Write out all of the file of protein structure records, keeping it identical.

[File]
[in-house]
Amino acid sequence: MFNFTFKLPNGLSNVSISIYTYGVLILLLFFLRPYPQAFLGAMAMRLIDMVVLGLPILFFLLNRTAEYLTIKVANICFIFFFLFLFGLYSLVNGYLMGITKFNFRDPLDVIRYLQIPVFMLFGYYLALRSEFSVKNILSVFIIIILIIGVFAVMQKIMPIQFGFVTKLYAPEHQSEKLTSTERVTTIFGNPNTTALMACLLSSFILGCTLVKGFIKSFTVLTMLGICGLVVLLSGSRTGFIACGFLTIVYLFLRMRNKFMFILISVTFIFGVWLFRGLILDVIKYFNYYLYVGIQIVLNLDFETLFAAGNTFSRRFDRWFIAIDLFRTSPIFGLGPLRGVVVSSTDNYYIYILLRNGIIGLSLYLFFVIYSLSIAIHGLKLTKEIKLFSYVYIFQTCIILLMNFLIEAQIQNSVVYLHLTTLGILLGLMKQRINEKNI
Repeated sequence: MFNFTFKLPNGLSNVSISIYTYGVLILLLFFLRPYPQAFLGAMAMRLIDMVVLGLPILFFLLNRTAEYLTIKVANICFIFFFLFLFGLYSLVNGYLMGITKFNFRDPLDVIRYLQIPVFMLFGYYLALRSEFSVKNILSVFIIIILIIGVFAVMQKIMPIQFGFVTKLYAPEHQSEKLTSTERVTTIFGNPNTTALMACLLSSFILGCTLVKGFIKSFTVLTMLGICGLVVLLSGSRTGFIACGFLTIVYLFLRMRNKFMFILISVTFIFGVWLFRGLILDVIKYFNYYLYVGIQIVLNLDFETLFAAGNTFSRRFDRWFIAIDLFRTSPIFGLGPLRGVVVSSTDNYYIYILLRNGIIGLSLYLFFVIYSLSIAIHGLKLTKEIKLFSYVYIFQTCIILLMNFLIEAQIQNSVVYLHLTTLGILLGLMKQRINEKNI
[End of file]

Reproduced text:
[in-house]
Amino acid sequence: MFNFTFKLPNGLSNVSISIYTYGVLILLLFFLRPYPQAFLGAMAMRLIDMVVLGLPILFFLLNRTAEYLTIKVANICFIFFFLFLFGLYSLVNGYLMGITKFNFRDPLDVIRYLQIPVFMLFGYYLALRSEFSVKNILSVFIIIILIIGVFAVMQKIMPIQFGFVTKLYAPEHQSEKLTSTERVTTIFGNPNTTALMACLLSSFILGCTLVKGFIKSFTVLTMLGICGLVVLLSGSRTGFIACGFLTIVYLFLRMRNKFMFILISVTFIFGVWLFRGLILDVIKYFNYYLYVGIQIVLNLDFETLFAAGNTFSRRFDRWFIAIDLFRTSPIFGLGPLRGVVVSSTDNYYIYILLRNGIIGLSLYLFFVIYSLSIAIHGLKLTKEIKLFSYVYIFQTCIILLMNFLIEAQIQNSVVYLHLTTLGILLGLMKQRINEKNI
Repeated sequence: MFNFTFKLPNGLSNVSISIYTYGVLILLLFFLRPYPQAFLGAMAMRLIDMVVLGLPILFFLLNRTAEYLTIKVANICFIFFFLFLFGLYSLVNGYLMGITKFNFRDPLDVIRYLQIPVFMLFGYYLALRSEFSVKNILSVFIIIILIIGVFAVMQKIMPIQFGFVTKLYAPEHQSEKLTSTERVTTIFGNPNTTALMACLLSSFILGCTLVKGFIKSFTVLTMLGICGLVVLLSGSRTGFIACGFLTIVYLFLRMRNKFMFILISVTFIFGVWLFRGLILDVIKYFNYYLYVGIQIVLNLDFETLFAAGNTFSRRFDRWFIAIDLFRTSPIFGLGPLRGVVVSSTDNYYIYILLRNGIIGLSLYLFFVIYSLSIAIHGLKLTKEIKLFSYVYIFQTCIILLMNFLIEAQIQNSVVYLHLTTLGILLGLMKQRINEKNI